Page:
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Behind the Scenes: Back Matter

Several weeks ago, Jessica Tedder, the editor of Square Fish, the imprint at Macmillan which is putting out Birthmarked in paperback, sent me a friendly email about a bonus section for the back of the book.  Such a bonus section, aptly called “Go Fish” for this imprint, typically includes an excerpt from an author’s upcoming book (in my case, Prized), a Q&A with the author, and some discussion questions.  Extras!  If you’re interested in production timing, the paperback of Birthmarked will be released in October, so we’re about six months out.

Extras!

For starters, Jessica included 33 questions of this ilk, inviting me to answer as few or as many as I liked:

*What did you want to be when you grew up?

*What was your least favorite thing about school?

*What sparked your imagination for Birthmarked?

*What challenges do you face in the writing process, and how do you overcome them?

*Which of your characters is most like you?

*What’s your idea of fun?

*If you could travel in time, where would you go and what would you do?

*What would you do if you ever stopped writing?

While I’m sure many writers can whip off fascinating answers to such questions, my sorry little mind baulked.  Instead of answering them, I started pondering how I could come up with back matter that was true to who I am. I wrote a little essay, then turned it into a list, then scrapped it, then salvaged a paragraph, then scrapped it again.  In short, as usual, I had to write in order to discover what I thought.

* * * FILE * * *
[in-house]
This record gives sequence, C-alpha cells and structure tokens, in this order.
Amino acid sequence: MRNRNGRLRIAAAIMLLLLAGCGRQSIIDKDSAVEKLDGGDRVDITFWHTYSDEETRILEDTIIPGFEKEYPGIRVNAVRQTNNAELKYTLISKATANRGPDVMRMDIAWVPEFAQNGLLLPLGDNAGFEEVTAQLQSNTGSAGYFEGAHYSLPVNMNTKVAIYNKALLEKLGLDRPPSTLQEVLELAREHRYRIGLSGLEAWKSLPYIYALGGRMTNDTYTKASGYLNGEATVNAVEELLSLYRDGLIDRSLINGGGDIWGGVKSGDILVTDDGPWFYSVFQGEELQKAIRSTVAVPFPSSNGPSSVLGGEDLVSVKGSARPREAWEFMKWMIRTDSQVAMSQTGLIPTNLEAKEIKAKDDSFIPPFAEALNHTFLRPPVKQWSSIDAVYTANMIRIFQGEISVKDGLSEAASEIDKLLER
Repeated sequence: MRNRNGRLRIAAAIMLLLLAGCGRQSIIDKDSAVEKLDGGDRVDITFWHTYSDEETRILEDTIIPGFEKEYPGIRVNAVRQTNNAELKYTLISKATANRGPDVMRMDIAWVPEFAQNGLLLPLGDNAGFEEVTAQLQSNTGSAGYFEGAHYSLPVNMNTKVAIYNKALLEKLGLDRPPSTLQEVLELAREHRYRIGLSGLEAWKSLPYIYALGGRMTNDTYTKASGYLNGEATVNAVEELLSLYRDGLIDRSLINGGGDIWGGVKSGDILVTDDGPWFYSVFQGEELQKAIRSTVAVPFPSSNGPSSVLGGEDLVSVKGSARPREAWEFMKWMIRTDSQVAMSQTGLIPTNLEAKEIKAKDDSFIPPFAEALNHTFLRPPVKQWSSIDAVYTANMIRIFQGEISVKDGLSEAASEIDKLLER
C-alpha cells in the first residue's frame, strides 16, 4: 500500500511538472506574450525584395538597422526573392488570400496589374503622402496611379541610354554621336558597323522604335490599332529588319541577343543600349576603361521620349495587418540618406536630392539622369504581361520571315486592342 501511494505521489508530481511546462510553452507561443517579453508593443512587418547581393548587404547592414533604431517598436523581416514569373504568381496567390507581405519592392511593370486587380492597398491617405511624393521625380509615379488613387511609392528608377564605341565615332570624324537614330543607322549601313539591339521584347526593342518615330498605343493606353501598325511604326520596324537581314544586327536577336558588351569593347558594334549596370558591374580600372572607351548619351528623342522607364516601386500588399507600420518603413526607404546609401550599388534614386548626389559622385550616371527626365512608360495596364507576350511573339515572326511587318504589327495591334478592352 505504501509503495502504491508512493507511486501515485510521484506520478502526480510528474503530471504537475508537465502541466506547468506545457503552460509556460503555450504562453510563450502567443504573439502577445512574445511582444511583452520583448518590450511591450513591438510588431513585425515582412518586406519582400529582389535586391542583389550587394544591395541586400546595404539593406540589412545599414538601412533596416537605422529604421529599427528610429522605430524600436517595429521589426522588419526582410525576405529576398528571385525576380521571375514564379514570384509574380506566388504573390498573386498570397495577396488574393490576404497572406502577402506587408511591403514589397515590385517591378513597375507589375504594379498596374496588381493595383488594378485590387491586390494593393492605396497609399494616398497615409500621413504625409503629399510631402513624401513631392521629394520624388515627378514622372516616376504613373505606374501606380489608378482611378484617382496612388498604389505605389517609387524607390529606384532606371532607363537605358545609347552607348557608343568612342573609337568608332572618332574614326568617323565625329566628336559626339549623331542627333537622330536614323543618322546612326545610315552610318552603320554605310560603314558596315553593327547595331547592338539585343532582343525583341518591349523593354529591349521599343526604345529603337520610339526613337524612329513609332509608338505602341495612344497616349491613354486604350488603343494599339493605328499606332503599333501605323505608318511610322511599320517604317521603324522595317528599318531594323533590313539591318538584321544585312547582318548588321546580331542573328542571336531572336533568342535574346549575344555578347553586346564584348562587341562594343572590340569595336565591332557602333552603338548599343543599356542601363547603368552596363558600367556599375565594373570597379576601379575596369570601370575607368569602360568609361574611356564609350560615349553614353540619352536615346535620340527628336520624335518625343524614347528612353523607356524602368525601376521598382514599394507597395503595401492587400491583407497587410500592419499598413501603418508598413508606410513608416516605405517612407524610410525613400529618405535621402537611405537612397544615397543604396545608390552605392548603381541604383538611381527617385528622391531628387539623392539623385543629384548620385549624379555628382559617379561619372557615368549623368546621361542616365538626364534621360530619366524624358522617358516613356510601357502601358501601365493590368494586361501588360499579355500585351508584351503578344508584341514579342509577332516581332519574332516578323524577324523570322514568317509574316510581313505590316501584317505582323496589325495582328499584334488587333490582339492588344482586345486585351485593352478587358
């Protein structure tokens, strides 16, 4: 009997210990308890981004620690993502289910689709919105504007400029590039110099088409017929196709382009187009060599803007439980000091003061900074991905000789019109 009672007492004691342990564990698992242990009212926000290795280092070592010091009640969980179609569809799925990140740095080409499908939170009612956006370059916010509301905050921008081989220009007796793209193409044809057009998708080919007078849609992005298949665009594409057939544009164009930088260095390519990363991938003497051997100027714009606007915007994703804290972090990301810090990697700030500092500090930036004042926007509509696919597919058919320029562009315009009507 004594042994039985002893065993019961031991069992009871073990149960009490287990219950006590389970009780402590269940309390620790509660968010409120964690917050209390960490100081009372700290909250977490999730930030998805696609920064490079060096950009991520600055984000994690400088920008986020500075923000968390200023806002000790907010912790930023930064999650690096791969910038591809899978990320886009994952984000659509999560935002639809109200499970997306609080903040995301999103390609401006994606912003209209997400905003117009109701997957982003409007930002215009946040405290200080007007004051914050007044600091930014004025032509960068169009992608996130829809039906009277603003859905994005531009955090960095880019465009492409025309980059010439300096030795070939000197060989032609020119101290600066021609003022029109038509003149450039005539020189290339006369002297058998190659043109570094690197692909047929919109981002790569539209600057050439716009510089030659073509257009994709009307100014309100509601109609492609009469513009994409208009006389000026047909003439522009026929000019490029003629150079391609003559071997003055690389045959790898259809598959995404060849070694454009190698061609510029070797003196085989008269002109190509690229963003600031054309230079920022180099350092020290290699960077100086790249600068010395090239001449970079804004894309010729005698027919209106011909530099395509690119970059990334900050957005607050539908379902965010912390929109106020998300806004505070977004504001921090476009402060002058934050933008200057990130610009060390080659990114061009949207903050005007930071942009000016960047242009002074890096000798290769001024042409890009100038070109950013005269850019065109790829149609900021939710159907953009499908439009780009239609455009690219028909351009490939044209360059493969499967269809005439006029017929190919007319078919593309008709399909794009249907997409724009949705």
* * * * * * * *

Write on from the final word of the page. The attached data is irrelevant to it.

I’ve always liked extras at the back of a book, because when I finish reading a good one, I don’t want it to be over.  I want to stay with the writer a little longer and ponder some of the ideas behind the story.  I long for a little insight into how the writer thinks in real life, not just in fiction.  My favorite extras make me feel like the writer is my friend, because a person who can write a book I like would also, I hope, like me.

To create extras like that myself, I’d have to put some heart onto the page.  So I circled back to questions.  This time I chose ones that real people had asked me, ones that were innately interesting to me.  Similarly, I drew on discussions I’ve had with real people as I came up with my ten pondering questions, and I kept those in the first person, too.  I tried to put in new things that haven’t been covered here in the blog or in interviews, and I wrote like I talk to my friends.  I relaxed.  I assumed my reader would understand my humor.  I wanted to know what a reader, one who’d come that far, thought.

In the end, I’m pleased with my Go Fish back matter. There’s a bit of tinkering still to do, but it’s good.  It’s extra.

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